EXERCISE AND SKELETAL MUSCLE GLUCOSE TRANSPORTER 4 EXPRESSION: MOLECULAR MECHANISMS

Authors


  • Presented at the AuPS (AHMRC) Symposium Integrative Aspects of Human Muscle Performance, November 2004. The papers in these proceedings were peer reviewed under the supervision of the AuPS editor. The papers are being published with the permission of AuPS and were initially published on the AuPS website http://www.aups.org.au.

Mark Hargreaves, Department of Physiology, University of Melbourne, Victoria 3010, Australia. Email: m.hargreaves@unimelb.edu.au

SUMMARY

  • 1Skeletal muscle is a highly plastic tissue that has a remarkable ability to adapt to external demands, such as exercise. Many of these adaptations can be explained by changes in skeletal muscle gene expression. A single bout of exercise is sufficient to induce the expression of some metabolic genes. We have focused our attention on the regulation of glucose transporter isoform 4 (GLUT-4) expression in human skeletal muscle.
  • 2Glucose transporter isoform 4 gene expression is increased immediately following a single bout of exercise, and the GLUT-4 enhancer factor (GEF) and myocyte enhancer factor 2 (MEF2) transcription factors are required for this response. Glucose transporter isoform enhancer factor and MEF2 DNA binding activities are increased following exercise, and the molecular mechanisms regulating MEF2 in exercising human skeletal muscle have also been examined.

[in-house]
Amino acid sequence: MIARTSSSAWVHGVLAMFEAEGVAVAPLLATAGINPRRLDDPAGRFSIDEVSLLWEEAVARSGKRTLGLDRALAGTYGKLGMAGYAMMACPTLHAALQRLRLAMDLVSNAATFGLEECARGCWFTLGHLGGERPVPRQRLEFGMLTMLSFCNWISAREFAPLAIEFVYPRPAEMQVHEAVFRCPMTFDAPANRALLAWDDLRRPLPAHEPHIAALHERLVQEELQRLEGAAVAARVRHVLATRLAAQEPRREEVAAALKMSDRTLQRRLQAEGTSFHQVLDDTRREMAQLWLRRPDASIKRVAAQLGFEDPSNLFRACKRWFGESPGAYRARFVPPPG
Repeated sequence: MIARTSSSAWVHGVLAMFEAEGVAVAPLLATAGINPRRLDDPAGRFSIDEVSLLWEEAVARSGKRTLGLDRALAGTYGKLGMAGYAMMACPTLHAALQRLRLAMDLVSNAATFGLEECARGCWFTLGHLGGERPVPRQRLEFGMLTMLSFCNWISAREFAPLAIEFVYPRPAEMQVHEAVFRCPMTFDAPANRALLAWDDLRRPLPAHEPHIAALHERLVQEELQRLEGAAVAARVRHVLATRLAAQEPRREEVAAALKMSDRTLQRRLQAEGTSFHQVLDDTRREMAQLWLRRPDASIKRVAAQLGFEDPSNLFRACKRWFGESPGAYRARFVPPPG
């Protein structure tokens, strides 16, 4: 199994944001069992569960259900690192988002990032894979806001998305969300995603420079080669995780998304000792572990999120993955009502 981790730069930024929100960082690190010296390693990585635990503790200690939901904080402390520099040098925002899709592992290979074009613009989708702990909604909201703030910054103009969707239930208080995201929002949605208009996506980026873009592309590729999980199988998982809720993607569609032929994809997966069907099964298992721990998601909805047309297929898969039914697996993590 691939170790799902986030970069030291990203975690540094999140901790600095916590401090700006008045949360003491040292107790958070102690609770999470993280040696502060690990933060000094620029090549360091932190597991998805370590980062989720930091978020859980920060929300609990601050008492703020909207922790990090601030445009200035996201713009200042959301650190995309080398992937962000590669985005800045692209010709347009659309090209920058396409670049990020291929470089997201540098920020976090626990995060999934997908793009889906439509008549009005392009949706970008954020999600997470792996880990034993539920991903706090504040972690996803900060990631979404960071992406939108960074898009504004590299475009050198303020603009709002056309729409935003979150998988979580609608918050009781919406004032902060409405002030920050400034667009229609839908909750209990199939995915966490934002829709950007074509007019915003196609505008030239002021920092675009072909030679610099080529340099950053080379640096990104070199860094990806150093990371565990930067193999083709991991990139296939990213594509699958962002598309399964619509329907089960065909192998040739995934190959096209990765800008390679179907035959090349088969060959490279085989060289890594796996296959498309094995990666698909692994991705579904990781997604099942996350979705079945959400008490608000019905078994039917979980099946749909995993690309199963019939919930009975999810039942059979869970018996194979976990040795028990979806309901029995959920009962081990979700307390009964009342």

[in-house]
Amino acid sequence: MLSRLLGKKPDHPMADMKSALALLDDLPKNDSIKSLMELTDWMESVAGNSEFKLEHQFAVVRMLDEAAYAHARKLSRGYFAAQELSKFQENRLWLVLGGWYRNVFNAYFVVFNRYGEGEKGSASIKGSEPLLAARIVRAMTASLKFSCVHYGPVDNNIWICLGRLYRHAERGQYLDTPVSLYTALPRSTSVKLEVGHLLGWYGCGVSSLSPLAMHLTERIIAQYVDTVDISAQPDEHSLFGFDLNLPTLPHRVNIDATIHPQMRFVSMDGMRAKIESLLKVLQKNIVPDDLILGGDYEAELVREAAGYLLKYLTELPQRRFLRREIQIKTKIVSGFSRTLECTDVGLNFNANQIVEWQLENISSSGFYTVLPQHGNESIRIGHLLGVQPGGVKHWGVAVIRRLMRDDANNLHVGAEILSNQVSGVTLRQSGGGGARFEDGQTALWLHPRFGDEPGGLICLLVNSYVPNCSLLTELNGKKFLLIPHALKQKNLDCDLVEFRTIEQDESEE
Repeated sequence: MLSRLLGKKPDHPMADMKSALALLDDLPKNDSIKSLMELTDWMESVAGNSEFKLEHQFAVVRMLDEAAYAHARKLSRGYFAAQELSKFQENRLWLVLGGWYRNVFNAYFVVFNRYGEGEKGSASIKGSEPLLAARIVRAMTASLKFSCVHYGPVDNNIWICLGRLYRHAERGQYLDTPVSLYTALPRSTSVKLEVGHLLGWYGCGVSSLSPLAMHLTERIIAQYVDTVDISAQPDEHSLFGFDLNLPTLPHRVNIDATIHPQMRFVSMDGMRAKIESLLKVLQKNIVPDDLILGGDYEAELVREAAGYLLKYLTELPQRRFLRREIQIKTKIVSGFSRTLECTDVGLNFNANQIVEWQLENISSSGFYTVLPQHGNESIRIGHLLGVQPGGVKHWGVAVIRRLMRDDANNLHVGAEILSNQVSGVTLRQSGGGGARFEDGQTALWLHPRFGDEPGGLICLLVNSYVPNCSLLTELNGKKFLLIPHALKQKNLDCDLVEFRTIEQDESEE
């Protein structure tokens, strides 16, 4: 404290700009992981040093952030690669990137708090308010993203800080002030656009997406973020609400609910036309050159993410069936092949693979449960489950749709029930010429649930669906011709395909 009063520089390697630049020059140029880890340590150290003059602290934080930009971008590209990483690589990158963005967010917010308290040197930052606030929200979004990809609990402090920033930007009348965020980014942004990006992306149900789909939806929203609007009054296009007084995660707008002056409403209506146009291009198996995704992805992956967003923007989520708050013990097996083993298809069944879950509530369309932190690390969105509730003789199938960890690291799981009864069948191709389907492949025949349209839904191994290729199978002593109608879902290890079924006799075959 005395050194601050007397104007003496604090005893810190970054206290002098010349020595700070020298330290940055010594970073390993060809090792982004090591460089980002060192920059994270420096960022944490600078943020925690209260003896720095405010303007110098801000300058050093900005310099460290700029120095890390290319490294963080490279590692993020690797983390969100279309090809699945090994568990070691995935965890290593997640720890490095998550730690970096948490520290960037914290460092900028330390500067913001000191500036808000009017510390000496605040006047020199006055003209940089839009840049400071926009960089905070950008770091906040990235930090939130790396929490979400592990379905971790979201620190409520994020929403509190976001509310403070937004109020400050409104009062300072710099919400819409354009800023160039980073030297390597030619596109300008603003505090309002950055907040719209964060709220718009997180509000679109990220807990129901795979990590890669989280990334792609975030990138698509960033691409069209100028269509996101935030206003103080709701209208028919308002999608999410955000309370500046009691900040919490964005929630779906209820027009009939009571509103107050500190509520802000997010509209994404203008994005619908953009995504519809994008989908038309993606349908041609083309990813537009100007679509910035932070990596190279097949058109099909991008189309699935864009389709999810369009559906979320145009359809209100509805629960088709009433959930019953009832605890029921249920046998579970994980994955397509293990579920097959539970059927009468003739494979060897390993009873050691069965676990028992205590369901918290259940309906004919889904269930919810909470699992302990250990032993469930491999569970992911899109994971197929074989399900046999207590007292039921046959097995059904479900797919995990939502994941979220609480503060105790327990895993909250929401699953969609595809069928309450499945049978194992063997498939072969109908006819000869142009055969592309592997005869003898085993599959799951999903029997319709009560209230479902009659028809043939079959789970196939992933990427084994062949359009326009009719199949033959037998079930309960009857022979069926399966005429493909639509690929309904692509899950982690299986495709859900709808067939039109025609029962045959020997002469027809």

• 3These studies find possible roles for histone deacetylase 5 (HDAC5), adenosine monophosphate–activated protein kinase (AMPK), peroxisome proliferator-activated receptor gamma coactivator 1α (PGC-1α) and p38 mitogen-activated protein kinase (MAPK) in regulating MEF2 through a series of complex interactions potentially involving MEF2 repression, coactivation and phosphorylation.
  • 4Given that MEF2 is a transcription factor required for many exercise responsive genes, it is possible that these mechanisms are responsible for regulating the expression of a variety of metabolic genes during exercise. These mechanisms could also provide targets for the treatment and management of metabolic disease states, such as obesity and type 2 diabetes, which are characterized by mitochondrial dysfunction and insulin resistance in skeletal muscle.

Ancillary